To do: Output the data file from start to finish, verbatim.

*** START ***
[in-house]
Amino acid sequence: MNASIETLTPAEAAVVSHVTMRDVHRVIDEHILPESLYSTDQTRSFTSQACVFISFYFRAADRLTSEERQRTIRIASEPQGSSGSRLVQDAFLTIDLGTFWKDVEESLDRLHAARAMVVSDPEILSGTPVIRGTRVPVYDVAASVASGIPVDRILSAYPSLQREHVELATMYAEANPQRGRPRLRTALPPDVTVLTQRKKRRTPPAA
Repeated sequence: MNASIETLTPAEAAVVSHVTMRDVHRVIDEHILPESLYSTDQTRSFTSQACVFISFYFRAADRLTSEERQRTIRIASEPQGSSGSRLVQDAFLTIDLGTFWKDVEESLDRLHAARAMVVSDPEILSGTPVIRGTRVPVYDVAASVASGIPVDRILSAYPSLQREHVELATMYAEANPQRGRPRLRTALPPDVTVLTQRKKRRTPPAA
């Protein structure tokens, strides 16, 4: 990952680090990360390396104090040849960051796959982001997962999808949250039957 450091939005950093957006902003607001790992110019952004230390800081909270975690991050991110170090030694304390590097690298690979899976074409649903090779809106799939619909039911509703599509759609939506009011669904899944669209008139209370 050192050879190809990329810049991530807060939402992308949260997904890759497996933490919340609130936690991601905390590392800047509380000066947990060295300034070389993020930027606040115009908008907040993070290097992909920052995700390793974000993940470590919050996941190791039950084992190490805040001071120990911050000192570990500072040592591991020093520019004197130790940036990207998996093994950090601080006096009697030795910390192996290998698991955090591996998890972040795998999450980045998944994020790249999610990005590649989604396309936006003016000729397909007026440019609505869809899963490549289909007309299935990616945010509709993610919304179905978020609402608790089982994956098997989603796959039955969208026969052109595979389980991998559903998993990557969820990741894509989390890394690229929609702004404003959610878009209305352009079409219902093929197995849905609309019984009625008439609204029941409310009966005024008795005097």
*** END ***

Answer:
[in-house]
Amino acid sequence: MNASIETLTPAEAAVVSHVTMRDVHRVIDEHILPESLYSTDQTRSFTSQACVFISFYFRAADRLTSEERQRTIRIASEPQGSSGSRLVQDAFLTIDLGTFWKDVEESLDRLHAARAMVVSDPEILSGTPVIRGTRVPVYDVAASVASGIPVDRILSAYPSLQREHVELATMYAEANPQRGRPRLRTALPPDVTVLTQRKKRRTPPAA
Repeated sequence: MNASIETLTPAEAAVVSHVTMRDVHRVIDEHILPESLYSTDQTRSFTSQACVFISFYFRAADRLTSEERQRTIRIASEPQGSSGSRLVQDAFLTIDLGTFWKDVEESLDRLHAARAMVVSDPEILSGTPVIRGTRVPVYDVAASVASGIPVDRILSAYPSLQREHVELATMYAEANPQRGRPRLRTALPPDVTVLTQRKKRRTPPAA
């Protein structure tokens, strides 16, 4: 990952680090990360390396104090040849960051796959982001997962999808949250039957 450091939005950093957006902003607001790992110019952004230390800081909270975690991050991110170090030694304390590097690298690979899976074409649903090779809106799939619909039911509703599509759609939506009011669904899944669209008139209370 050192050879190809990329810049991530807060939402992308949260997904890759497996933490919340609130936690991601905390590392800047509380000066947990060295300034070389993020930027606040115009908008907040993070290097992909920052995700390793974000993940470590919050996941190791039950084992190490805040001071120990911050000192570990500072040592591991020093520019004197130790940036990207998996093994950090601080006096009697030795910390192996290998698991955090591996998890972040795998999450980045998944994020790249999610990005590649989604396309936006003016000729397909007026440019609505869809899963490549289909007309299935990616945010509709993610919304179905978020609402608790089982994956098997989603796959039955969208026969052109595979389980991998559903998993990557969820990741894509989390890394690229929609702004404003959610878009209305352009079409219902093929197995849905609309019984009625008439609204029941409310009966005024008795005097």